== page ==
This prairie field has very few weeds because the steward that tends this unit has excellent weed management! I am part of this exceptional weed removal and I love the results!!! Look at the different beautiful plants blooming!! I see pink Pale Purple Coneflowers . . . yellow False Sunflowers . . . and white Quinine flowers.
One of my jobs as a volunteer steward at Nachusa Grasslands is to remove weeds from the prairie fields. For me, this is a familiar task. Growing up in rural Minnesota, my summers as a young girl were always spent helping my father remove the agricultural weeds from his soybean fields. At Nachusa Grasslands, I remove different weeds, but the process is one that is very familiar.
This summer, with the wettest June in Illinois history, one weed has really popped up in great numbers — the Red Clover (Trifolium pretense). The Red Clover is a non–native plant, first introduced in our country to provide food for farm animals. The purplish–pink flower head on the Red Clover is very pretty and one of the colors we scan for as we search for these weeds.
When the clover is not blooming, it is much trickier to find the plants and the hunt for the Red Clover becomes more like a ‘Where’s Waldo?’ exercise. Thank goodness the leaves are very distinctive! My steward taught me to look for the light colored ‘chevron–shape’ pattern on the leaves.
Hello Jay! This is Jay Stacy, the land steward I regularly help and the steward of this prairie field (Gobbler Ridge) we are weed managing today. As we transect Jay’s 2009 prairie planting, we are mainly searching for Red Clover and Sweet Clover. The Red Clover flower heads are beginning to turn brown and if we do not remove them soon, the clover will begin to drop its seeds and then we will have many more to remove next year. In the photo above, Jay has located a Red Clover for removal.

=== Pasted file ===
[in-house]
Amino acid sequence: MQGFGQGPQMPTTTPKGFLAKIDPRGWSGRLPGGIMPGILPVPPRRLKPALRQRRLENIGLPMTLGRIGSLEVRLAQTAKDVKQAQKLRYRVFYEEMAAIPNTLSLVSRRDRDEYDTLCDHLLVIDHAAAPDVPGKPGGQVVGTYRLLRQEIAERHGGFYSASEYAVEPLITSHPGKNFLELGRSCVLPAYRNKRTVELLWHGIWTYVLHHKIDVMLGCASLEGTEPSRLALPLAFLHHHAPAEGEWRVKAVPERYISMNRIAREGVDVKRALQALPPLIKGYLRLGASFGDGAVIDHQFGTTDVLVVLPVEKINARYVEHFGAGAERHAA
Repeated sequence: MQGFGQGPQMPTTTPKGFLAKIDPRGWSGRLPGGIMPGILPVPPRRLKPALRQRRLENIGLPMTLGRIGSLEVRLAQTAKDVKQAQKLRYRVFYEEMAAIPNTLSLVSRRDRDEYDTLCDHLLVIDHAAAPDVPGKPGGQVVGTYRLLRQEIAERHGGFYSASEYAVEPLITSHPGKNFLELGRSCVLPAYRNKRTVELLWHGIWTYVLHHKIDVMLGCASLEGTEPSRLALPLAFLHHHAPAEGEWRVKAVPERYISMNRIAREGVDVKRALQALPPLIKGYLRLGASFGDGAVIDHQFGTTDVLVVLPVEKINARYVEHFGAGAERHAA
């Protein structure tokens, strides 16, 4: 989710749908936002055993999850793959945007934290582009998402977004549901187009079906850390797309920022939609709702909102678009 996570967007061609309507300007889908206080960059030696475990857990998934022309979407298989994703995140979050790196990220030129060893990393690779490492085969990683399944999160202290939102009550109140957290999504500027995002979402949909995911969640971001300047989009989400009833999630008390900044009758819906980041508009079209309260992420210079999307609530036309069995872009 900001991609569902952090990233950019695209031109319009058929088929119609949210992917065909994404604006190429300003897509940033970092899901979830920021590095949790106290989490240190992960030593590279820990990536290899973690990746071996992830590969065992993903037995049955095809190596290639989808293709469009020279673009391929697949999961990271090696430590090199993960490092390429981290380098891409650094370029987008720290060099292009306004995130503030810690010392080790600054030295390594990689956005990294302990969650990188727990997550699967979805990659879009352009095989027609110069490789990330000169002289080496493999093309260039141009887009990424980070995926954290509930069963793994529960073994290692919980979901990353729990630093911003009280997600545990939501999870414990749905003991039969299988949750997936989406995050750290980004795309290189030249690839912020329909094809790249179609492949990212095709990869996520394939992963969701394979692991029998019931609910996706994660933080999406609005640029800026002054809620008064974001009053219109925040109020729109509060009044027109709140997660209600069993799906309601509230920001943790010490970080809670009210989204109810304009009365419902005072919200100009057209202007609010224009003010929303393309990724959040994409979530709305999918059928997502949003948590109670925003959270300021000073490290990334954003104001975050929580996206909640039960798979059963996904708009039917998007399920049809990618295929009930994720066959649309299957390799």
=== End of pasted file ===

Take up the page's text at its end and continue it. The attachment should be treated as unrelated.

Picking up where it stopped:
Jay gathers all the stems together first, which is tricky, because the stems tend to spread out into the surrounding prairie plants. Once all the stems have all been brought together, the clover is cut close to the ground.
Jay carefully applies herbicide to the clover stem with a paintbrush, being careful not to touch the brush to any of the nearby prairie plants.
This Red Clover plant has to be removed from the prairie so none of the seeds in the mature flower heads plant themselves. We collect the Red Clovers into a bucket and transport them completely out of the prairie to our central weed pile.
Whew! Look at all the Red Clover we collected in one morning!! The clover fills the entire truck bed!
This photo above illustrates what happens when the red clover is not weed managed. As you see, the clover quickly multiplies and begins to crowd out the natives plants and the plant diversity becomes lost — I mainly see Red Clover in the photo above. One of the reasons I love to photograph and explore the prairie at Nachusa Grasslands is to discover all the unique individual forb (flowering plants) and grass species that I never have the chance to see anywhere else.
When you are an ‘outdoor girl,’ there is nothing more satisfying than spending the day in a beautiful prairie searching for weeds. The work is physical, as you walk back and forth across the fields, constantly bending down to the ground to remove the weeds. However, there are some pretty ‘sweet’ rewards! While laboring, I pause to enjoy the raspy call of the Dickcissel (dick-dick-cissel) ,the call of the near–threatened Henslow’s Sparrow or I enjoy a quick glimpse of a Monarch Butterfly caterpillar on a milkweed.
Come visit the prairie at Nachusa Grasslands and enjoy the fruits of my labor and see what treasures you can find!!!